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Saturday, 28 June 2008

Review: JOSEPHINE - Gin and Murder

Gin and Murder is the first one of a series of books. They are less well known than many of her works: though they are horse related, the horses are less of an key element to the books. They are aimed at adults: in fact they are murder mystery books. Josephine is following in the steps of her mother, who was alive when this was published. This book is dedicated to her.

It was first published in 1959, though the image shown is a 1990 reprint. All 3 books are quite hard to find, though not as hard as Mystery On the Moor. The "Linford Mystery Library" editions are easier to find than the first, however they are in large print, making them quite bulky. However they are complete and unabridged, so you do not miss out on any story.

I have added it into 2 series: the series should really be called "(Chief) Inspector Flecker", as he is the character that appears throughout the whole series, and quite a key. However, because of the relative obscurity of the books, it may not be obvious to people, and therefore I am also adding a "Adult Murder Mystery" tag, which makes more sense.

The blurb reads:-

When Guy Vickers died after Commander Chadwick's cocktail party, murder was the last thing suspected by East Wintshire. Murder was something one read about in the Sunday newspapers; it just didn't happen to people like them.

But murder it was. And when Inspector Hollis of the County Police began his rather ham-handed investigations, he found plenty of motives concealed behind those conventional fa├žades.

It took a second murder to stampede the Chief Constable into sending for help from Scotland Yard, and when help came in the person of Chief Inspector James Flecker, he began to wonder whether it had been a wise move...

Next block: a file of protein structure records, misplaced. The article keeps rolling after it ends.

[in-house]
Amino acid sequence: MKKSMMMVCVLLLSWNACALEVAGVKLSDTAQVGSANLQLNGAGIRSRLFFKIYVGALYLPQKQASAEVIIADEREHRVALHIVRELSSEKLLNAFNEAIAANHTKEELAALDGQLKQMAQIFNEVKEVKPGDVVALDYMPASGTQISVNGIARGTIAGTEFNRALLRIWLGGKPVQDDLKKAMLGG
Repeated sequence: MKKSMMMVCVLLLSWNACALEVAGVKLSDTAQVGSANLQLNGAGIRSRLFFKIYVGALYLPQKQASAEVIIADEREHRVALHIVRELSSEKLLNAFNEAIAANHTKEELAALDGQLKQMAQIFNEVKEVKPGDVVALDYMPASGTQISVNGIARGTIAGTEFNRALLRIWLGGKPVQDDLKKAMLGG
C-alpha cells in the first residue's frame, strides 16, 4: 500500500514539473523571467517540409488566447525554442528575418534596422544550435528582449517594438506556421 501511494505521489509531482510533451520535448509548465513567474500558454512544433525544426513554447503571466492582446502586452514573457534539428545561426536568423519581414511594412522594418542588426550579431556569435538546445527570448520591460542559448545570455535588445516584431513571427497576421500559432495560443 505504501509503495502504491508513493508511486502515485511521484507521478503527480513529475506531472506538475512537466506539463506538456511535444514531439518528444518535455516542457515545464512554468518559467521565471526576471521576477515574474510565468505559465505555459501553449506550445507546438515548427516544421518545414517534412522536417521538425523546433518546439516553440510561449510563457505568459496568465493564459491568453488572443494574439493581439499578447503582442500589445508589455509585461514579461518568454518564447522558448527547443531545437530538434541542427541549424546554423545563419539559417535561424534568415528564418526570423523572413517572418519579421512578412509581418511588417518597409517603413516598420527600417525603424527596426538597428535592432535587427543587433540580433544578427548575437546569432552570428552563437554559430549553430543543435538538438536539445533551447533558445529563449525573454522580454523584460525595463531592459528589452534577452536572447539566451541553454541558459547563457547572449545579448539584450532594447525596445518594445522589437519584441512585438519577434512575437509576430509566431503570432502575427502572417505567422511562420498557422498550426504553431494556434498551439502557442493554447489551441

The horse element is somewhat lesser than her horse books. It is mainly confined to the fact that the book is set against a hunting background. Part of the book dwells on the party of the hunting franiterny, and the politics of the hunt. Apart from a couple of visits to the kennels by James Flecker, and a somewhat minimally detailed hunting day, there isn't much horse related. The majority of the story is taken up by Inspector Hollis' and later Chief Inspector James Flecker's investigations.

Although it is meant for adults, it could be read by older teenagers too. There is a small amount of swearing here and there, so it would definitely not be suitable for children. Also, one of the characters in the book drinks a lot, and therefore it makes it also unsuitable for young teenagers.
If you do not like hunting or want more horses, then perhaps this is not the book for you: then you are better off with Josephine's other (fictional) works.

The books is not too graphic: to be honest, Josephine's other adult book: A Place With Two Faces (written under the pseudonym of Josephine Mann) is more so. But then again, that is a different genre: that is a gothic terror novel. If you dont like hearing (in graphic detail) about how the person died, worry not, apart from the cause of death, there is very little detail about the two people die.